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Battle of Gaugamela

The Battle of Gaugamela (Γαυγάμηλα), also called the Battle of Arbela (Ἄρβηλα), was the decisive battle of Alexander the Great's invasion of the Persian Achaemenid Empire.

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Biogeographic realm

A biogeographic realm or ecozone is the broadest biogeographic division of the Earth's land surface, based on distributional patterns of terrestrial organisms.

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Citadel of Erbil

The Erbil Citadel, locally called Qalat Erbil (قەڵای ھەولێر Qelay Hewlêr; قلعة أربيل) Assyrian (arbailo)is a tell or occupied mound, and the historical city centre of Erbil in the Kurdistan Region of Iraq.

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Clay tablet

In the Ancient Near East, clay tablets (Akkadian ṭuppu(m) 𒁾) were used as a writing medium, especially for writing in cuneiform, throughout the Bronze Age and well into the Iron Age.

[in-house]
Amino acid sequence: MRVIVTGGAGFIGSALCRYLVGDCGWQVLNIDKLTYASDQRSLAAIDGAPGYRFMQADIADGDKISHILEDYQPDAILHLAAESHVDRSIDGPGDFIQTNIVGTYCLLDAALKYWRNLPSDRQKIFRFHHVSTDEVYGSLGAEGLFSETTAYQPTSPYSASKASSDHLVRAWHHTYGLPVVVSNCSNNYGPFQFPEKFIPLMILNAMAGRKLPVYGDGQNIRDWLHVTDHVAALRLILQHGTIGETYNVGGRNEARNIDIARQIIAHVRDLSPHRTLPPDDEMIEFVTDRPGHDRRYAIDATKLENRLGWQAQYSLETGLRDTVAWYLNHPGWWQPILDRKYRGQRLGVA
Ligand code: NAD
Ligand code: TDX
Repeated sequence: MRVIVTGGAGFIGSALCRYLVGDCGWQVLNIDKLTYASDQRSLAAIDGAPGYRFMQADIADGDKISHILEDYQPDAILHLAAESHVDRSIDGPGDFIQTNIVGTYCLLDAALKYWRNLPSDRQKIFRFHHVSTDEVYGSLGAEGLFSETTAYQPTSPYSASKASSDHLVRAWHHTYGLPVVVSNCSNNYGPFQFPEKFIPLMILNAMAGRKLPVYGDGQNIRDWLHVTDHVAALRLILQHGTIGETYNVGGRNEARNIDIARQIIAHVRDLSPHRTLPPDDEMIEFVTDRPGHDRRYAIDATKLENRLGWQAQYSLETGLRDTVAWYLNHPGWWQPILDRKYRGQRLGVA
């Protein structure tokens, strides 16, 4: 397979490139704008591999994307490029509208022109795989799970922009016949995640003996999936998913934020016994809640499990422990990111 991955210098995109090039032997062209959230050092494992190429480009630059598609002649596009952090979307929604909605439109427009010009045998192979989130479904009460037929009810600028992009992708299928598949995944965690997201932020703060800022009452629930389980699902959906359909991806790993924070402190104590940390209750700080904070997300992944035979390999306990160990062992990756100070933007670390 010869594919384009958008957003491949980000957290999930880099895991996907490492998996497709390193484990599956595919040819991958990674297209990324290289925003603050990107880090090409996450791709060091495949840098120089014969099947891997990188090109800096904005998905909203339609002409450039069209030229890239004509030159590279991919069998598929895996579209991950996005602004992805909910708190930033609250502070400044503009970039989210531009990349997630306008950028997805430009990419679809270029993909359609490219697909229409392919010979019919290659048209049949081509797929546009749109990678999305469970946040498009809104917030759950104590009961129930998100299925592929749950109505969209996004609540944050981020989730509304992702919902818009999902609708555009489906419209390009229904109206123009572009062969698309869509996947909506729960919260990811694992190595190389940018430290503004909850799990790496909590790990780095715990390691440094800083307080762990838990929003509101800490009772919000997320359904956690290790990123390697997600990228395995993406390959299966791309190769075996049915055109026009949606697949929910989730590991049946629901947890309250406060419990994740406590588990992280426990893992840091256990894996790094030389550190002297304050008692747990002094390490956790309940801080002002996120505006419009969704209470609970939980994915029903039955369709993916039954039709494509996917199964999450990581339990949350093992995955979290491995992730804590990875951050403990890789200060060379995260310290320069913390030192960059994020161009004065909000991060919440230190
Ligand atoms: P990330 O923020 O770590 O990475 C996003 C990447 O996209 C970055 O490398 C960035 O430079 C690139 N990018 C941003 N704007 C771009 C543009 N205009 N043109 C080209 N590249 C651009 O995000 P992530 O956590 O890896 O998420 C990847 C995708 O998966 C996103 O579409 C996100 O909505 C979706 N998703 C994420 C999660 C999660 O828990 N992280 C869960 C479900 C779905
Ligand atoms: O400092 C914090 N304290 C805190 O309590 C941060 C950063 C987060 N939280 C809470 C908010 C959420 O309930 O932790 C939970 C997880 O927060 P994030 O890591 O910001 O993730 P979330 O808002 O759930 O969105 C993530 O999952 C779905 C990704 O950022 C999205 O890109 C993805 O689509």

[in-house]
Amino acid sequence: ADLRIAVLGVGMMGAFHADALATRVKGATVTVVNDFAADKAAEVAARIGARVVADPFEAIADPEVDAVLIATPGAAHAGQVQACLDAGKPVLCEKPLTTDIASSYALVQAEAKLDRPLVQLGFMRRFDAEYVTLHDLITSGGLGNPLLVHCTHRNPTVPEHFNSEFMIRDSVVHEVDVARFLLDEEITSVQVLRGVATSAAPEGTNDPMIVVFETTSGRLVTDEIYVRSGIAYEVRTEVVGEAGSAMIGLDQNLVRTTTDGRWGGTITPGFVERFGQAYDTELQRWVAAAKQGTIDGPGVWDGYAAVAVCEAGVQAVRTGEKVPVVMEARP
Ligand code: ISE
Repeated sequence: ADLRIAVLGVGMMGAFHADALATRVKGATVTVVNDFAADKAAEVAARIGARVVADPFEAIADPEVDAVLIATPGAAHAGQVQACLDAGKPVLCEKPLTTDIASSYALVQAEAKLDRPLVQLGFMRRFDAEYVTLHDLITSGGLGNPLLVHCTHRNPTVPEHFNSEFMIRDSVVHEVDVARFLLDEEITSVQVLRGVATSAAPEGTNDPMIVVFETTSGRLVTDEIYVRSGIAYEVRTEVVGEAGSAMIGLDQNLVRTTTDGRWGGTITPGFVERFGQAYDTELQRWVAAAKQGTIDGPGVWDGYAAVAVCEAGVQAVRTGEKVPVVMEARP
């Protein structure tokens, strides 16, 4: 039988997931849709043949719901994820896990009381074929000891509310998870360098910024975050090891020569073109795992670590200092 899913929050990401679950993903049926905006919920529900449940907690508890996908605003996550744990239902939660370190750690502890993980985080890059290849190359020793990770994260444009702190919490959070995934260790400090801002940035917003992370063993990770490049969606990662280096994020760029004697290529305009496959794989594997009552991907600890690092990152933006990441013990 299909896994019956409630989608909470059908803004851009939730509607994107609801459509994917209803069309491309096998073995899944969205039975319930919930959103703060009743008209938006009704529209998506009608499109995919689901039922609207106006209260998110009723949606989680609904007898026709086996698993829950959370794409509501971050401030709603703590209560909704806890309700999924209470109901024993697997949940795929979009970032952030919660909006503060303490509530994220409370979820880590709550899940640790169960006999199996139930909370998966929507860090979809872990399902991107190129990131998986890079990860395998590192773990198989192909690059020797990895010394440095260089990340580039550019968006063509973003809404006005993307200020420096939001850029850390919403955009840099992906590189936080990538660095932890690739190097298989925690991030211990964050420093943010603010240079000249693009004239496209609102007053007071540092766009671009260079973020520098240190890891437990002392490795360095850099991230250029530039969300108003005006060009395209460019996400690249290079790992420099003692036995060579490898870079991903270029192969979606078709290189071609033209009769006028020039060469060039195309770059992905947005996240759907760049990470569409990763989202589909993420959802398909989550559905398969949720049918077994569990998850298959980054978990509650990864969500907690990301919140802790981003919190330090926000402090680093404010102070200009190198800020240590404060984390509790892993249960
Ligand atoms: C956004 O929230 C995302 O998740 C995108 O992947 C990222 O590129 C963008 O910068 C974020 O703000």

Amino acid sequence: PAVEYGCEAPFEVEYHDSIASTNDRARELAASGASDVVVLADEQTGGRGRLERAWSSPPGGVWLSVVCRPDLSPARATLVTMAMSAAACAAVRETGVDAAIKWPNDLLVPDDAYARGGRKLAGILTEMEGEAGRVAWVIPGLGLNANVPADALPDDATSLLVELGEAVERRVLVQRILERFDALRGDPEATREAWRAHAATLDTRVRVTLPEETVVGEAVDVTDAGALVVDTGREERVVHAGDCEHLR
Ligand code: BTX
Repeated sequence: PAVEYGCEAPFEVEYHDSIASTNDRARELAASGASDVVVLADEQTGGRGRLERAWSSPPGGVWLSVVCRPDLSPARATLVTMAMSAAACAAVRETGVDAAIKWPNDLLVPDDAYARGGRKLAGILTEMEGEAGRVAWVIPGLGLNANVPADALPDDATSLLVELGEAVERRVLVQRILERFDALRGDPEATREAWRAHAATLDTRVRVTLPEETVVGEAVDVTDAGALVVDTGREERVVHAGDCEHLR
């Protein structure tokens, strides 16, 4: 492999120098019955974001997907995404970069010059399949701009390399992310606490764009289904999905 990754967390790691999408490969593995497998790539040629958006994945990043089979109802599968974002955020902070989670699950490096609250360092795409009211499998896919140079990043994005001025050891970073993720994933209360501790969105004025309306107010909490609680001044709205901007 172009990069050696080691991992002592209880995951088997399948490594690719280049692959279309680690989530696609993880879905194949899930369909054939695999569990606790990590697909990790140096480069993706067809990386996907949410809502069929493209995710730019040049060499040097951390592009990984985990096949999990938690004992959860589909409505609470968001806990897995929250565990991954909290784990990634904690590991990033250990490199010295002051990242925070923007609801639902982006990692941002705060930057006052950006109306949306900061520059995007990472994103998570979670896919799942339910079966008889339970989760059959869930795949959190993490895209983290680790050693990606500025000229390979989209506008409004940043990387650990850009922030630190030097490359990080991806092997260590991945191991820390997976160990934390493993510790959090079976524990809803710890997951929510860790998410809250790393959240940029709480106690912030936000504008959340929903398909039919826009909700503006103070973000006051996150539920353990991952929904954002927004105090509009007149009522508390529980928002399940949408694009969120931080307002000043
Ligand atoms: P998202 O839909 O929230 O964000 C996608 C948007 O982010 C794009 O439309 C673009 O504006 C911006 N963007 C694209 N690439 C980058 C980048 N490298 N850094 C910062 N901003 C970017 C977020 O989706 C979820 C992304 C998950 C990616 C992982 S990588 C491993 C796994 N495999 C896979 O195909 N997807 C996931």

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Conglomerate (geology)

Conglomerate is a coarse-grained clastic sedimentary rock that is composed of a substantial fraction of rounded to subangular gravel-size clasts, e.g., granules, pebbles, cobbles, and boulders, larger than in diameter.

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Darius III

Darius III (c. 380 – July 330 BC), originally named Artashata and called Codomannus by the Greeks, was the last king of the Achaemenid Empire of Persia from 336 BC to 330 BC.

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Dibis Dam